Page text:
But, still, it seems the federal government has some catching up to do.

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Is This the Year for a Bottom in Home Prices?

Not a day goes by, or so it seems, without someone writing another upbeat article about the U.S. housing market in 2012 (a refrain that has been heard at least a few other times before since the housing bubble burst a half-decade ago) and today’s entry comes via this story in USA Today that cites all the usual factors.

Optimism is building that the housing industry is nearing a bottom — finally.

Home sales and home building are forecast to rise this year after sliding steeply the past five years in housing’s worst downturn since the Great Depression.

Recovery is expected to be slow, and home prices are widely expected to fall this year. But investors are betting on the start of an upturn, bidding up home builder stocks and causing them to outperform the broader stock market.

Chief executives are more positive. JPMorgan Chase’s Jamie Dimon said last week that housing is near its bottom but could stay there a year. Stuart Miller, CEO of home builder Lennar, said the market has started to stabilize because of low prices and record-low interest rates.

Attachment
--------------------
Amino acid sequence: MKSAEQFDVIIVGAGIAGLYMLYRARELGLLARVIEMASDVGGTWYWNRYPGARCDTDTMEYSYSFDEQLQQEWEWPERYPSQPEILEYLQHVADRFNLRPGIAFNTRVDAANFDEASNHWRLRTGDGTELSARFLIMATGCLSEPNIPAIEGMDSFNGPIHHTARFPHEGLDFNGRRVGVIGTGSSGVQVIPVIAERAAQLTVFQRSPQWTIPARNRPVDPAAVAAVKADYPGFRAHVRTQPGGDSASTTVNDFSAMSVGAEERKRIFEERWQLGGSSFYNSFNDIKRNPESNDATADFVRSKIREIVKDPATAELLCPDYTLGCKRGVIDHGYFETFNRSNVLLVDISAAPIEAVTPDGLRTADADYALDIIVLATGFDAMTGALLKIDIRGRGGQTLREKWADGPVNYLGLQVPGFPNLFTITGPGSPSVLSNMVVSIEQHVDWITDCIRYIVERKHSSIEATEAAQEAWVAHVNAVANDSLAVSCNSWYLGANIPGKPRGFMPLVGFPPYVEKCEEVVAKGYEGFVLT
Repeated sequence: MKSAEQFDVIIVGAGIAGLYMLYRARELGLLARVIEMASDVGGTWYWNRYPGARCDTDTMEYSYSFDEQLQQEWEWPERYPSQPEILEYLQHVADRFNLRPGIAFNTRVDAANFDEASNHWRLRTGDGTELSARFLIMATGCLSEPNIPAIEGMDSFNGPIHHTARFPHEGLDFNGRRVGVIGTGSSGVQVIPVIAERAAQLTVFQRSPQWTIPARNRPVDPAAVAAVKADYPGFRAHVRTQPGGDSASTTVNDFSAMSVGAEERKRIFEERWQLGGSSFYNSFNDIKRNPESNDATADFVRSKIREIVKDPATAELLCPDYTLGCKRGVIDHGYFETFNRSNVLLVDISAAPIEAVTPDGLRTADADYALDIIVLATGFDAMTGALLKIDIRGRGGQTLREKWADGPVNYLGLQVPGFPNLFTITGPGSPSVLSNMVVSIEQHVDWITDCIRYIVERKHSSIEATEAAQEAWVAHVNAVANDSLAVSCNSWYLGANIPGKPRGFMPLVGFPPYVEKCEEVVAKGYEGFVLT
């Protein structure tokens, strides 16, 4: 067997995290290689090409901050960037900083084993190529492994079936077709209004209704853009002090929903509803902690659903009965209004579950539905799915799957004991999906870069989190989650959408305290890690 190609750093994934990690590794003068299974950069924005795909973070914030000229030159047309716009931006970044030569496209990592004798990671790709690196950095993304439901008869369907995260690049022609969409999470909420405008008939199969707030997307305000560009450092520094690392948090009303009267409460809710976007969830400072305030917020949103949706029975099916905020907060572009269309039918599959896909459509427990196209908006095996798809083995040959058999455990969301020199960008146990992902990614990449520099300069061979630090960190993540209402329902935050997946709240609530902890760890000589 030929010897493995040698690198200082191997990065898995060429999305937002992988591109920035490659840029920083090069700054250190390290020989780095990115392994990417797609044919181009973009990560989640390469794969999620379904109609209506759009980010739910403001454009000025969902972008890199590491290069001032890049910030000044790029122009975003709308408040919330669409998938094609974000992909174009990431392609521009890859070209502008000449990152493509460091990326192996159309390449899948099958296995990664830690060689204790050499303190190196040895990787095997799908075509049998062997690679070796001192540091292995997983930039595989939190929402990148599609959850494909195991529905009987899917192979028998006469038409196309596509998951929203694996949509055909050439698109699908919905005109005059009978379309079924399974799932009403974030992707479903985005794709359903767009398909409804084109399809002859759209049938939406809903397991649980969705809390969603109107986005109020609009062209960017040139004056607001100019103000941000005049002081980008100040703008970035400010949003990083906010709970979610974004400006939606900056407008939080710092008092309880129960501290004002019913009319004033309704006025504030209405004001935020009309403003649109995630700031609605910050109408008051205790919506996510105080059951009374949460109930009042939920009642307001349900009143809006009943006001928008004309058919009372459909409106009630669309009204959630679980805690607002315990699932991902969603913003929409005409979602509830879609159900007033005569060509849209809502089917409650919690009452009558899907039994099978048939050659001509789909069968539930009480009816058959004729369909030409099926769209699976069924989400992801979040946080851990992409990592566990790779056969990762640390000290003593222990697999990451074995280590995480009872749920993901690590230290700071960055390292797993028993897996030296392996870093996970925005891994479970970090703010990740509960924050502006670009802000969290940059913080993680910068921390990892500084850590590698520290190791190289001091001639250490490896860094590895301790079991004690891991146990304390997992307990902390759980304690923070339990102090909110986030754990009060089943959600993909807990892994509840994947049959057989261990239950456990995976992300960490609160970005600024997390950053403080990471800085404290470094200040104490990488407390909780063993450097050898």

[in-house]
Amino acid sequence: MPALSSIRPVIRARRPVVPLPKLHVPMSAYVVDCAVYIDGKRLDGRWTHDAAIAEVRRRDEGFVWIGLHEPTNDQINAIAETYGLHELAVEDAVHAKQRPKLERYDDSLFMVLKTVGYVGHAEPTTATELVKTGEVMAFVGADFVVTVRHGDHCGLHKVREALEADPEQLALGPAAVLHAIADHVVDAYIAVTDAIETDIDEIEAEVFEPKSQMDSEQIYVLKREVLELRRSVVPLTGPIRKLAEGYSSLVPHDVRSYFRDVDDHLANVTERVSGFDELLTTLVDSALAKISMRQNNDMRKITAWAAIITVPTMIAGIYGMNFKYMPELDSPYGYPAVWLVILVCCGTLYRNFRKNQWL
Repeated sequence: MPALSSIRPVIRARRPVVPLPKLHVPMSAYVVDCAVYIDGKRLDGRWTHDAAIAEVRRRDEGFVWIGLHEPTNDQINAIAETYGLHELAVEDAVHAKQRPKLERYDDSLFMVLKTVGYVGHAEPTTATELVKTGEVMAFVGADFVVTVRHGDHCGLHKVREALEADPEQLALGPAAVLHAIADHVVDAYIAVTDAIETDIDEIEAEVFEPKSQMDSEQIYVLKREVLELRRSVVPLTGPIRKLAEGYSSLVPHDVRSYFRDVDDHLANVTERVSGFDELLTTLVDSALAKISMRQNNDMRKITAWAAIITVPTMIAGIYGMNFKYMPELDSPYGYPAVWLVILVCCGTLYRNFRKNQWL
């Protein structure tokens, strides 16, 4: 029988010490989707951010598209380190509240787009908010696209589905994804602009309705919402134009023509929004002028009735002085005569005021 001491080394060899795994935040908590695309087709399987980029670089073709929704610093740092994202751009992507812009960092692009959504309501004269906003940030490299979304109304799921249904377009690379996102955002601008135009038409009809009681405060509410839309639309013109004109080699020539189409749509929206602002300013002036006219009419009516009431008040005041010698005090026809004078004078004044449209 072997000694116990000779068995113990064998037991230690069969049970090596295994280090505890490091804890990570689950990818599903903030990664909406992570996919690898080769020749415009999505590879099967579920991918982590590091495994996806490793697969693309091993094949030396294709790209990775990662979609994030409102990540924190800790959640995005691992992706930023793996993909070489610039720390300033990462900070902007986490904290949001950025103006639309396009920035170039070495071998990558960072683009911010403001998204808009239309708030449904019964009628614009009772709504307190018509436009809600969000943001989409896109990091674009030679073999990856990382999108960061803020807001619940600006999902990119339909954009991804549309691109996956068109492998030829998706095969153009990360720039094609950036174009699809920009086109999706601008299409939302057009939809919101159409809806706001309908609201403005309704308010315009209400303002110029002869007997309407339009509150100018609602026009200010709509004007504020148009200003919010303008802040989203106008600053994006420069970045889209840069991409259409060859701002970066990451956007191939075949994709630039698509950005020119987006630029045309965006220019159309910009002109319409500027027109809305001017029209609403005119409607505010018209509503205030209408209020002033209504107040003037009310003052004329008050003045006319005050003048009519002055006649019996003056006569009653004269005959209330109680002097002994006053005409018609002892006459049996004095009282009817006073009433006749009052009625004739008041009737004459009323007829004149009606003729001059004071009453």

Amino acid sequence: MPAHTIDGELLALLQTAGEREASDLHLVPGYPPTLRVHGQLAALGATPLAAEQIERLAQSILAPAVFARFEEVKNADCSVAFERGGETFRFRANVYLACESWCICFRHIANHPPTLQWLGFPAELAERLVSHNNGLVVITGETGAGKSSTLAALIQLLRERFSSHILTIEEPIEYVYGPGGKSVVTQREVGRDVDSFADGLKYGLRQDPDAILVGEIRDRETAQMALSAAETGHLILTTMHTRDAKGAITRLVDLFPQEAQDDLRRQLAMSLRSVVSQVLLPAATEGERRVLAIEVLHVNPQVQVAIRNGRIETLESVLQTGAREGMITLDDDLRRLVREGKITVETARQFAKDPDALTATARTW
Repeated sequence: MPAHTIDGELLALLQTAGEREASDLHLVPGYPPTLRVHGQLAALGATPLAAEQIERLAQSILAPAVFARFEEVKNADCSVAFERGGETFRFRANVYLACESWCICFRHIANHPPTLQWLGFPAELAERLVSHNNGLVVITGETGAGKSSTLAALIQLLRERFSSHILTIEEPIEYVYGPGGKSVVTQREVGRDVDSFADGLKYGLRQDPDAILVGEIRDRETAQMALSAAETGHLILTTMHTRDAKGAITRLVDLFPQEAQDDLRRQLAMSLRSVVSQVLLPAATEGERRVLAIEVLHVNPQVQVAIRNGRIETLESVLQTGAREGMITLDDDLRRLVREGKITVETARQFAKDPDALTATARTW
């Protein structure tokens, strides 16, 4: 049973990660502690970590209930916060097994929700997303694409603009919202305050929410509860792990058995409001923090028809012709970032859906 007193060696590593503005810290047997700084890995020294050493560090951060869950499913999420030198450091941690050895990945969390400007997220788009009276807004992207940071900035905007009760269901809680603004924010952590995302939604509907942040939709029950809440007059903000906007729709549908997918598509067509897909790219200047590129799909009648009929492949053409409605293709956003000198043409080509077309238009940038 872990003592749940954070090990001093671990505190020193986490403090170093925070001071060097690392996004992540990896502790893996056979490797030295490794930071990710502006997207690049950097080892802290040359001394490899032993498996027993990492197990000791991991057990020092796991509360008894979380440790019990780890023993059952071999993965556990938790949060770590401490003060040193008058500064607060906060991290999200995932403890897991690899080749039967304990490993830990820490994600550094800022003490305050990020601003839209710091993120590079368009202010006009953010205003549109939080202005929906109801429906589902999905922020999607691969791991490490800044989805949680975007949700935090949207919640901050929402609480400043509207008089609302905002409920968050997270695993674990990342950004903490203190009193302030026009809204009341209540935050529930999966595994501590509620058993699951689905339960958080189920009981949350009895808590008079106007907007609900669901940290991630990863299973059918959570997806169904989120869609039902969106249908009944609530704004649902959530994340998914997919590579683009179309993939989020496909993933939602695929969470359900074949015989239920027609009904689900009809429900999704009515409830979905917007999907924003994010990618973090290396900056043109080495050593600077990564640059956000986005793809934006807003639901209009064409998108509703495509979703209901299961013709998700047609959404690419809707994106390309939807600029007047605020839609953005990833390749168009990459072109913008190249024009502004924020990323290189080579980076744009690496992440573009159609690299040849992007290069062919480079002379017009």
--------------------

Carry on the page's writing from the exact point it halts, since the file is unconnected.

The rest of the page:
Market researcher RBC Capital Markets has also turned from a “bearish” view on housing to saying that 2012 “will mark a step in the right direction.”

To me, one of the more surprising turnarounds came last week when the Orange County Register reported that early housing bubble-spotter Christopher Thornberg (those of you were around back in 2005-2006 should recognize the name) turned from bear to bull.

While home prices will probably continue to fall early in the year as the foreclosure pipeline begins to empty into the market again, there are still opportunities for the best mortgages since the Eisenhower Administration and, given all the optimistic press reports  in the New Year, buyers just might decide to return.